Sorrento is a coastal town in southeastern Italy, facing the Bay of Naples on the Sorrentine Peninsula. Perched atop cliffs that separate the town from its busy marinas, it’s known for sweeping views and Piazza Tasso, a cafe-lined square. The historic center is a warren of narrow alleys that includes the Chiesa di San Francesco, a 14th-century church with a tranquil cloister.
Sorrento may have become a jumping-off point for visitors to Pompeii, Capri, and Amalfi, but you can find countless reasons to love it for itself. The Sorrentine people are fair-minded and hardworking, bubbling with life and warmth. The tuff cliff on which the town rests is like a great golden pedestal spread over the bay, absorbing the sunlight in deepening shades through the mild days, and orange and lemon trees waft a luscious perfume in spring.
In the evening, people fill cafés to nibble, sip, and talk nonstop; then, arms linked, they stroll and browse through the maze of shop-lined lanes. It has been this way for centuries, ever since Sorrento became a prescribed stop for Grand Tour travelers, who savored its mild winters while sopping up its culture and history. According to a letter from his traveling companion in 1876, the philosopher Nietzsche, not generally known for effervescence, “laughed with joy” at the thought of going to Sorrento, and French novelist Stendhal called it “the most beautiful place on earth.” Many visitors still share his opinion.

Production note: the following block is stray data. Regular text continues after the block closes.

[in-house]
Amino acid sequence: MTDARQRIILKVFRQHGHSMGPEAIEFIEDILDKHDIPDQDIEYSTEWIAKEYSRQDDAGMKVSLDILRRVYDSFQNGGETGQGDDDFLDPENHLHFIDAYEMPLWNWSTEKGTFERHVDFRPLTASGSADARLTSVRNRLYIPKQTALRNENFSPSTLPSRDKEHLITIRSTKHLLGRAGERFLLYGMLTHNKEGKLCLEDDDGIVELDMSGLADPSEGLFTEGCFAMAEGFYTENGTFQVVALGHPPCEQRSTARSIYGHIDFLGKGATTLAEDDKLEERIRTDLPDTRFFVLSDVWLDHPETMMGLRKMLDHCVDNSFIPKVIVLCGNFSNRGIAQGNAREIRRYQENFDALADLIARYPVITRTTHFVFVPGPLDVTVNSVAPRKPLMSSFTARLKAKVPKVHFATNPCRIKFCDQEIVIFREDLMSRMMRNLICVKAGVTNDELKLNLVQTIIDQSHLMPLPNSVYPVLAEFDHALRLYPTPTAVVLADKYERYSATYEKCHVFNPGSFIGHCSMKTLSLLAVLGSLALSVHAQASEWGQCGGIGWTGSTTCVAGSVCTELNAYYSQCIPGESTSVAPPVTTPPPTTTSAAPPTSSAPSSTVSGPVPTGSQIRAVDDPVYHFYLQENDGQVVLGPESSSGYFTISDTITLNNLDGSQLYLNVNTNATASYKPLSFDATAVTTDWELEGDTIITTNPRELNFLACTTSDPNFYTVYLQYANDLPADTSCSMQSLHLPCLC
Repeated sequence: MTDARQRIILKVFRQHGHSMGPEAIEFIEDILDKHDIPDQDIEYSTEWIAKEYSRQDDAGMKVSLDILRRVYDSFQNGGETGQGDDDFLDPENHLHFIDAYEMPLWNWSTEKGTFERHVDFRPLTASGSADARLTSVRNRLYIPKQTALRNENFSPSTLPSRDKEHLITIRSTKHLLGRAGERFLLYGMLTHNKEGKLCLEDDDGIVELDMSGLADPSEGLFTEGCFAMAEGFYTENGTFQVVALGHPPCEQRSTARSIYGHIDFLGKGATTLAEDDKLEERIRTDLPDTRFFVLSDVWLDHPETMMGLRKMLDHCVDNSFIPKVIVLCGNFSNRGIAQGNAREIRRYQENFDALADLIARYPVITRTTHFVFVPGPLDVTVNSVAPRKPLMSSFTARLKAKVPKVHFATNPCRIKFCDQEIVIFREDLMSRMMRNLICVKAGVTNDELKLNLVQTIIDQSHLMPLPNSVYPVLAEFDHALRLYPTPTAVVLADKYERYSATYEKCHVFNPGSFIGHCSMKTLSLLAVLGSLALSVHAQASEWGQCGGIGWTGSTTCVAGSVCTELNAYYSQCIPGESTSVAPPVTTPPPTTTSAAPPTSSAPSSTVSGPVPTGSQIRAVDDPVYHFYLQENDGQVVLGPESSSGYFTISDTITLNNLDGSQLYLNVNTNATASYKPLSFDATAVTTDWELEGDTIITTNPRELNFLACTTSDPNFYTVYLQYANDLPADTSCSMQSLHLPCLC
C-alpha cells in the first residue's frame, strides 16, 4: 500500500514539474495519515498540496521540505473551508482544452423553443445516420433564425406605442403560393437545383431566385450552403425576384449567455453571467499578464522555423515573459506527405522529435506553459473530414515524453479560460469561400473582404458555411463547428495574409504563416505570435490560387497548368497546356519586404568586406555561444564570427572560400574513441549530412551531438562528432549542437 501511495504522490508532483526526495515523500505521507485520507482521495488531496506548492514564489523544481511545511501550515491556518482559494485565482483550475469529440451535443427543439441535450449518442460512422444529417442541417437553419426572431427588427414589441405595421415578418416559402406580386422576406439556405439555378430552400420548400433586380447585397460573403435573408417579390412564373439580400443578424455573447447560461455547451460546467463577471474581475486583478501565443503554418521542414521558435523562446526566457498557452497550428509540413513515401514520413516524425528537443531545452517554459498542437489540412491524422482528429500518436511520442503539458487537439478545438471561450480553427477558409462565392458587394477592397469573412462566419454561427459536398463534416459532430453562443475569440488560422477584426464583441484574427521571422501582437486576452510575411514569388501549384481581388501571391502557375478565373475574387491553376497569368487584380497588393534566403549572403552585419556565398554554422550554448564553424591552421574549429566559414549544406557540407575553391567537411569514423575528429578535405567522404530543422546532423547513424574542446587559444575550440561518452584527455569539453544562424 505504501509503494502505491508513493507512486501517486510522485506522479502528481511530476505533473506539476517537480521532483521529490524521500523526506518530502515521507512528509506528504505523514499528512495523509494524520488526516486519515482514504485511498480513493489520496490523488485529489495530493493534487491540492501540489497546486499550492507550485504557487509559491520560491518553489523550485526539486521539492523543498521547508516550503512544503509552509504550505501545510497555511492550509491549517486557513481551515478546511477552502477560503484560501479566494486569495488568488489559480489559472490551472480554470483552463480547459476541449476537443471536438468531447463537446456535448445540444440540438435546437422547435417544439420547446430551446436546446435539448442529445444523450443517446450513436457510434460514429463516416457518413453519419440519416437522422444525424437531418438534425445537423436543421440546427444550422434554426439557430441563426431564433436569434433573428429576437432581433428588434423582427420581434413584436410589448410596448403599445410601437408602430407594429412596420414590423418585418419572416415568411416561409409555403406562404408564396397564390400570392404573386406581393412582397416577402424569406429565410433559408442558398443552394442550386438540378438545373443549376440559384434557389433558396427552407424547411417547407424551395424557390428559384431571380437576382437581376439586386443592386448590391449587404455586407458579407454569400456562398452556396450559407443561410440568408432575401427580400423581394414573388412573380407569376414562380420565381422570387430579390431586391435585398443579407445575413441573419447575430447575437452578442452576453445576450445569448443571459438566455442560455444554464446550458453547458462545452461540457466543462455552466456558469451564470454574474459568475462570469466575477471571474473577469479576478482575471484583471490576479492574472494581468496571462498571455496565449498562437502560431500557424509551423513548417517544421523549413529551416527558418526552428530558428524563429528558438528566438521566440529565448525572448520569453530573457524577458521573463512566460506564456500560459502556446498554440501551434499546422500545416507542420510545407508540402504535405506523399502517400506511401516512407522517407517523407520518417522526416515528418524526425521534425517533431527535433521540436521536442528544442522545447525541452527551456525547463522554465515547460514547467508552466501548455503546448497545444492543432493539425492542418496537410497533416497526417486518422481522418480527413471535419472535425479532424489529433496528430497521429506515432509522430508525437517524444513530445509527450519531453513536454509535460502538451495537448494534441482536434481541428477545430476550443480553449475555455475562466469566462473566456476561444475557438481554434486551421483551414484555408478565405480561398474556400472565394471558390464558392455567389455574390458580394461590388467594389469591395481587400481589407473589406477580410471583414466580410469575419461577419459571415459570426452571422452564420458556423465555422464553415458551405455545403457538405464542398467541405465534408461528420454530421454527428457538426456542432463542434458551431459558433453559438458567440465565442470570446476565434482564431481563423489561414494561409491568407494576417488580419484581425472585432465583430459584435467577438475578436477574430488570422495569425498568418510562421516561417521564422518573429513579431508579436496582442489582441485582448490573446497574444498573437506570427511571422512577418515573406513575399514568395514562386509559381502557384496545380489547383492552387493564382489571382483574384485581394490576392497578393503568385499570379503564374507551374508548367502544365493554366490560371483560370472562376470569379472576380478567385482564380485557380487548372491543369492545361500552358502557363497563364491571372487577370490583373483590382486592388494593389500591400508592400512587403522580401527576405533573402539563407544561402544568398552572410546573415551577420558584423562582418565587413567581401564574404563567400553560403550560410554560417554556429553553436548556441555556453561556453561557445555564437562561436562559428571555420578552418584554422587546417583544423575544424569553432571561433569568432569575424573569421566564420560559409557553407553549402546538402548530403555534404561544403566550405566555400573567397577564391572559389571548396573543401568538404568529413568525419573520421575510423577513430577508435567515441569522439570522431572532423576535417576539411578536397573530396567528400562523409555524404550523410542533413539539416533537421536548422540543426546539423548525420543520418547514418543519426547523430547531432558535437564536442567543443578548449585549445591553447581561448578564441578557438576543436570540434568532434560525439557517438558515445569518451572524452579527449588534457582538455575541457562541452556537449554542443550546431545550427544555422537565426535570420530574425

Winding along a cliff above a small beach and two harbors, the town is split in two by a narrow ravine formed by a former mountain stream. To the east, dozens of hotels line busy Via Correale along the cliff—many have “grand” included in their names, and some indeed still are. To the west, however, is the historic sector, which still enchants. It’s a relatively flat area, with winding, stone-paved lanes bordered by balconied buildings, some joined by medieval stone arches. The central piazza is named after the poet Torquato Tasso, born here in 1544. This part of town is a delightful place to walk through, especially in the mild evenings, when people are out and about, and everything is open. Craftspeople are often at work in their stalls and shops and are happy to let you watch; in fact, that’s the point. Music spots and bars cluster in the side streets near Piazza Tasso.